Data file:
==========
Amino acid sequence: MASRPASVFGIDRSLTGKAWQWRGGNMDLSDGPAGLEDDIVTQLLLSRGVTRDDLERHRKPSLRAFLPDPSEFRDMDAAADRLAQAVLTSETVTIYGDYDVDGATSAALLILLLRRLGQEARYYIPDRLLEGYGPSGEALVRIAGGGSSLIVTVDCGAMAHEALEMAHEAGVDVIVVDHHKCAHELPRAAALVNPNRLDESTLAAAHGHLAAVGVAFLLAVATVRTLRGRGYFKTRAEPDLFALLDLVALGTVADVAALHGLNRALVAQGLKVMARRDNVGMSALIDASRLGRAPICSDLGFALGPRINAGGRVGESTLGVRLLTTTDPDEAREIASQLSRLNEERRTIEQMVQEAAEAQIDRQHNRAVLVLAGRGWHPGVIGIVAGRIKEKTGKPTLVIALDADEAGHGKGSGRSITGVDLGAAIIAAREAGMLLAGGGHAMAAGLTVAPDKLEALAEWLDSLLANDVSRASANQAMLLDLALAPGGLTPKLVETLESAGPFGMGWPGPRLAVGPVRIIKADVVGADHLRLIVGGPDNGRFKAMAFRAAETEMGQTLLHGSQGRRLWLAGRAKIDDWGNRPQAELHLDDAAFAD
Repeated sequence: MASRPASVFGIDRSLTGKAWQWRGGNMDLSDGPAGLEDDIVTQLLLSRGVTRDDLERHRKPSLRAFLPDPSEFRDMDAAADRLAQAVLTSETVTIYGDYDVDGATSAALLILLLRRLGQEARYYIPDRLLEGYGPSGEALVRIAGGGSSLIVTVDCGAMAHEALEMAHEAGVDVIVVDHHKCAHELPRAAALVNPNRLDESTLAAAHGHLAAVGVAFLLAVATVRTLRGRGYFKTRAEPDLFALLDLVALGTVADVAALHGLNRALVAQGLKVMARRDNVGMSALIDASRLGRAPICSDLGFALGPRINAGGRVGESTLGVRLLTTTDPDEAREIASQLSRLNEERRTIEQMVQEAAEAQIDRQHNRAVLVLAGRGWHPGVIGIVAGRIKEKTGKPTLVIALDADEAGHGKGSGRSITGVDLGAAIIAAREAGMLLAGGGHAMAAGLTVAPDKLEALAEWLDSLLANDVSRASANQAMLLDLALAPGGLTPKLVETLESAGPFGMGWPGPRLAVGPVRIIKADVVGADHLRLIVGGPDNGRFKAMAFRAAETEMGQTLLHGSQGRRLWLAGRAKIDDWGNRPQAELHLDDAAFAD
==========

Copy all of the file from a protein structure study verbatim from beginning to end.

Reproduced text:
Amino acid sequence: MASRPASVFGIDRSLTGKAWQWRGGNMDLSDGPAGLEDDIVTQLLLSRGVTRDDLERHRKPSLRAFLPDPSEFRDMDAAADRLAQAVLTSETVTIYGDYDVDGATSAALLILLLRRLGQEARYYIPDRLLEGYGPSGEALVRIAGGGSSLIVTVDCGAMAHEALEMAHEAGVDVIVVDHHKCAHELPRAAALVNPNRLDESTLAAAHGHLAAVGVAFLLAVATVRTLRGRGYFKTRAEPDLFALLDLVALGTVADVAALHGLNRALVAQGLKVMARRDNVGMSALIDASRLGRAPICSDLGFALGPRINAGGRVGESTLGVRLLTTTDPDEAREIASQLSRLNEERRTIEQMVQEAAEAQIDRQHNRAVLVLAGRGWHPGVIGIVAGRIKEKTGKPTLVIALDADEAGHGKGSGRSITGVDLGAAIIAAREAGMLLAGGGHAMAAGLTVAPDKLEALAEWLDSLLANDVSRASANQAMLLDLALAPGGLTPKLVETLESAGPFGMGWPGPRLAVGPVRIIKADVVGADHLRLIVGGPDNGRFKAMAFRAAETEMGQTLLHGSQGRRLWLAGRAKIDDWGNRPQAELHLDDAAFAD
Repeated sequence: MASRPASVFGIDRSLTGKAWQWRGGNMDLSDGPAGLEDDIVTQLLLSRGVTRDDLERHRKPSLRAFLPDPSEFRDMDAAADRLAQAVLTSETVTIYGDYDVDGATSAALLILLLRRLGQEARYYIPDRLLEGYGPSGEALVRIAGGGSSLIVTVDCGAMAHEALEMAHEAGVDVIVVDHHKCAHELPRAAALVNPNRLDESTLAAAHGHLAAVGVAFLLAVATVRTLRGRGYFKTRAEPDLFALLDLVALGTVADVAALHGLNRALVAQGLKVMARRDNVGMSALIDASRLGRAPICSDLGFALGPRINAGGRVGESTLGVRLLTTTDPDEAREIASQLSRLNEERRTIEQMVQEAAEAQIDRQHNRAVLVLAGRGWHPGVIGIVAGRIKEKTGKPTLVIALDADEAGHGKGSGRSITGVDLGAAIIAAREAGMLLAGGGHAMAAGLTVAPDKLEALAEWLDSLLANDVSRASANQAMLLDLALAPGGLTPKLVETLESAGPFGMGWPGPRLAVGPVRIIKADVVGADHLRLIVGGPDNGRFKAMAFRAAETEMGQTLLHGSQGRRLWLAGRAKIDDWGNRPQAELHLDDAAFAD